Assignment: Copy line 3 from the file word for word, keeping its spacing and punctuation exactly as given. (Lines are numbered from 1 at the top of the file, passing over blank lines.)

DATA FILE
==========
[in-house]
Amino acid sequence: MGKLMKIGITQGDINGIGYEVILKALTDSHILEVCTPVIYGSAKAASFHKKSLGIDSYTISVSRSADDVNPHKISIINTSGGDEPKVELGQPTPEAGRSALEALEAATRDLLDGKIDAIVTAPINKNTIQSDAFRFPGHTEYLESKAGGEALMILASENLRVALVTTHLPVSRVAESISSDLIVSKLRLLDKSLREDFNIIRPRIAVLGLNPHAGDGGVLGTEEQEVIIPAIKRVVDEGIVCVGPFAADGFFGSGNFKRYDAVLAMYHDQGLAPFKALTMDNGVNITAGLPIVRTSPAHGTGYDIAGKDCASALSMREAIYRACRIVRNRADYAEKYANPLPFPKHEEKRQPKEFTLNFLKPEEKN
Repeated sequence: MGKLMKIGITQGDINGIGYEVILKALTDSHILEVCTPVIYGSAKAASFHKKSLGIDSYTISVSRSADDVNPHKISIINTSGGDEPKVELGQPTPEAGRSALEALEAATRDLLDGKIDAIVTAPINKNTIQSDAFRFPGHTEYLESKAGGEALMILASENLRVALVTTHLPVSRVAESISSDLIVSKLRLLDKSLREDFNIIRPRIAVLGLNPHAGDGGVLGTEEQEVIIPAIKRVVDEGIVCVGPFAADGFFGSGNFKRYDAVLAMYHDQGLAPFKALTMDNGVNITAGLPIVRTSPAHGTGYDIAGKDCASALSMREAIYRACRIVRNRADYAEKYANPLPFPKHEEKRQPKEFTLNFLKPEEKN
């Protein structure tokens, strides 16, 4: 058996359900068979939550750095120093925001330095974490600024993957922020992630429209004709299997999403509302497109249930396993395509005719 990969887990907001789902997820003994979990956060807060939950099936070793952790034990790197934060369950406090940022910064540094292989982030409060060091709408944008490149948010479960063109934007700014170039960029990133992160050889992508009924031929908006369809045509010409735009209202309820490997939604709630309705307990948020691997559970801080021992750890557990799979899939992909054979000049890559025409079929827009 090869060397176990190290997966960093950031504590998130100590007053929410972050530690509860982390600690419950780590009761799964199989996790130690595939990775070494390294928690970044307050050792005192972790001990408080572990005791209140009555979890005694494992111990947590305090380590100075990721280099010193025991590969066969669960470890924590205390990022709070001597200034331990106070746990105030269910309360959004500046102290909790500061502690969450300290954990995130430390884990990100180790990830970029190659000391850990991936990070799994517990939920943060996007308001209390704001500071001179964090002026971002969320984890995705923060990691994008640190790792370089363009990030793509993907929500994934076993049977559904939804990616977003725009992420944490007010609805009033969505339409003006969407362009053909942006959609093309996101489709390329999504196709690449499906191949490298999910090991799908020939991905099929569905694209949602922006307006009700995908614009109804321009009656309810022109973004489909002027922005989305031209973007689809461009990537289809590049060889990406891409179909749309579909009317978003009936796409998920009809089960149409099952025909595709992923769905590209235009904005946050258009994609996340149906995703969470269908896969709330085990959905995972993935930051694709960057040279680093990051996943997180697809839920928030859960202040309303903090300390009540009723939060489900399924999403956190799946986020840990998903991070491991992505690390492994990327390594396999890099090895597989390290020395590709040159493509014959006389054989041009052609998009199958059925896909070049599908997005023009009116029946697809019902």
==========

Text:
Repeated sequence: MGKLMKIGITQGDINGIGYEVILKALTDSHILEVCTPVIYGSAKAASFHKKSLGIDSYTISVSRSADDVNPHKISIINTSGGDEPKVELGQPTPEAGRSALEALEAATRDLLDGKIDAIVTAPINKNTIQSDAFRFPGHTEYLESKAGGEALMILASENLRVALVTTHLPVSRVAESISSDLIVSKLRLLDKSLREDFNIIRPRIAVLGLNPHAGDGGVLGTEEQEVIIPAIKRVVDEGIVCVGPFAADGFFGSGNFKRYDAVLAMYHDQGLAPFKALTMDNGVNITAGLPIVRTSPAHGTGYDIAGKDCASALSMREAIYRACRIVRNRADYAEKYANPLPFPKHEEKRQPKEFTLNFLKPEEKN